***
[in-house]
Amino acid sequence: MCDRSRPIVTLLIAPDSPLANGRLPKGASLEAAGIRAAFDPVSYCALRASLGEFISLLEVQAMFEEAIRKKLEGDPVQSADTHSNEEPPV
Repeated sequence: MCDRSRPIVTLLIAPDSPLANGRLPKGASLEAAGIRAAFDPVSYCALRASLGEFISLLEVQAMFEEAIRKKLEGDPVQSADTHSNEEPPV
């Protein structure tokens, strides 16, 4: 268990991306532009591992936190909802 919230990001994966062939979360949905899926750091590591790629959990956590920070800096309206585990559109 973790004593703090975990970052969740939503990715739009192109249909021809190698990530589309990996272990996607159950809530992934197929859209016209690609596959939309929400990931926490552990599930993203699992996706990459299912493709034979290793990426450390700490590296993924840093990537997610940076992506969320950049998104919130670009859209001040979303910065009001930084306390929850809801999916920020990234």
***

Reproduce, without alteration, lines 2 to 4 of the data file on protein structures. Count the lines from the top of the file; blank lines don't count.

Amino acid sequence: MCDRSRPIVTLLIAPDSPLANGRLPKGASLEAAGIRAAFDPVSYCALRASLGEFISLLEVQAMFEEAIRKKLEGDPVQSADTHSNEEPPV
Repeated sequence: MCDRSRPIVTLLIAPDSPLANGRLPKGASLEAAGIRAAFDPVSYCALRASLGEFISLLEVQAMFEEAIRKKLEGDPVQSADTHSNEEPPV
């Protein structure tokens, strides 16, 4: 268990991306532009591992936190909802 919230990001994966062939979360949905899926750091590591790629959990956590920070800096309206585990559109 973790004593703090975990970052969740939503990715739009192109249909021809190698990530589309990996272990996607159950809530992934197929859209016209690609596959939309929400990931926490552990599930993203699992996706990459299912493709034979290793990426450390700490590296993924840093990537997610940076992506969320950049998104919130670009859209001040979303910065009001930084306390929850809801999916920020990234």